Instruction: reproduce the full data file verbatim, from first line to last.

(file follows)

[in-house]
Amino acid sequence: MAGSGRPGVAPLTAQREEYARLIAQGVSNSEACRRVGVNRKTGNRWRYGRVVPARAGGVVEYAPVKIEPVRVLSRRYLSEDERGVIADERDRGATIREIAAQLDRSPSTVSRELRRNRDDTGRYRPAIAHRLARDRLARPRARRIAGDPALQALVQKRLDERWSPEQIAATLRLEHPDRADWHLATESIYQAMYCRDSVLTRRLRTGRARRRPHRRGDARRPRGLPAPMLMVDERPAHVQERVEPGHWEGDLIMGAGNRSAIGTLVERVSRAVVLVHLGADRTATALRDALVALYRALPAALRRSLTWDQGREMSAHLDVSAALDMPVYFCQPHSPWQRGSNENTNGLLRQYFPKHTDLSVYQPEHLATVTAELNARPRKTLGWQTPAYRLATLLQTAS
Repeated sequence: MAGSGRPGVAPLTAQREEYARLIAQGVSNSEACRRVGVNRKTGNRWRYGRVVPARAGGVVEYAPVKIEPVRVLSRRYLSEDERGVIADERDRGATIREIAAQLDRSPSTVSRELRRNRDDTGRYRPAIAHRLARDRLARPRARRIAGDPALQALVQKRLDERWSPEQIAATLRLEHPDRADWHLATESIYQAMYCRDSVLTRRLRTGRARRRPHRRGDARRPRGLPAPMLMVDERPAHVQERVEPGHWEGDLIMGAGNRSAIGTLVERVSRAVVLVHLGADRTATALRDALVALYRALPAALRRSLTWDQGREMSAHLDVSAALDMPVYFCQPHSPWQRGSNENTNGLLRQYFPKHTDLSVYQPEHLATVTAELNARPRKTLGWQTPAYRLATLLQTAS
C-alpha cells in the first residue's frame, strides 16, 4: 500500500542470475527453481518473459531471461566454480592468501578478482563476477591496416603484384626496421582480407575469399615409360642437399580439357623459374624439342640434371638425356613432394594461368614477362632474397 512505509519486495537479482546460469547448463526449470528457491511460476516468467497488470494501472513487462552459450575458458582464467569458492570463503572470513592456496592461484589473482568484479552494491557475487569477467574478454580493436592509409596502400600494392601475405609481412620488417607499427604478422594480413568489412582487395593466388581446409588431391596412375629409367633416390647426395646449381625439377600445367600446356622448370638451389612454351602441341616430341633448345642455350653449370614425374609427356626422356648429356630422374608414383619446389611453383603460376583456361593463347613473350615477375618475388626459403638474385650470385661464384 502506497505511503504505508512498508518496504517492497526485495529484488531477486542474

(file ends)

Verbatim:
[in-house]
Amino acid sequence: MAGSGRPGVAPLTAQREEYARLIAQGVSNSEACRRVGVNRKTGNRWRYGRVVPARAGGVVEYAPVKIEPVRVLSRRYLSEDERGVIADERDRGATIREIAAQLDRSPSTVSRELRRNRDDTGRYRPAIAHRLARDRLARPRARRIAGDPALQALVQKRLDERWSPEQIAATLRLEHPDRADWHLATESIYQAMYCRDSVLTRRLRTGRARRRPHRRGDARRPRGLPAPMLMVDERPAHVQERVEPGHWEGDLIMGAGNRSAIGTLVERVSRAVVLVHLGADRTATALRDALVALYRALPAALRRSLTWDQGREMSAHLDVSAALDMPVYFCQPHSPWQRGSNENTNGLLRQYFPKHTDLSVYQPEHLATVTAELNARPRKTLGWQTPAYRLATLLQTAS
Repeated sequence: MAGSGRPGVAPLTAQREEYARLIAQGVSNSEACRRVGVNRKTGNRWRYGRVVPARAGGVVEYAPVKIEPVRVLSRRYLSEDERGVIADERDRGATIREIAAQLDRSPSTVSRELRRNRDDTGRYRPAIAHRLARDRLARPRARRIAGDPALQALVQKRLDERWSPEQIAATLRLEHPDRADWHLATESIYQAMYCRDSVLTRRLRTGRARRRPHRRGDARRPRGLPAPMLMVDERPAHVQERVEPGHWEGDLIMGAGNRSAIGTLVERVSRAVVLVHLGADRTATALRDALVALYRALPAALRRSLTWDQGREMSAHLDVSAALDMPVYFCQPHSPWQRGSNENTNGLLRQYFPKHTDLSVYQPEHLATVTAELNARPRKTLGWQTPAYRLATLLQTAS
C-alpha cells in the first residue's frame, strides 16, 4: 500500500542470475527453481518473459531471461566454480592468501578478482563476477591496416603484384626496421582480407575469399615409360642437399580439357623459374624439342640434371638425356613432394594461368614477362632474397 512505509519486495537479482546460469547448463526449470528457491511460476516468467497488470494501472513487462552459450575458458582464467569458492570463503572470513592456496592461484589473482568484479552494491557475487569477467574478454580493436592509409596502400600494392601475405609481412620488417607499427604478422594480413568489412582487395593466388581446409588431391596412375629409367633416390647426395646449381625439377600445367600446356622448370638451389612454351602441341616430341633448345642455350653449370614425374609427356626422356648429356630422374608414383619446389611453383603460376583456361593463347613473350615477375618475388626459403638474385650470385661464384 502506497505511503504505508512498508518496504517492497526485495529484488531477486542474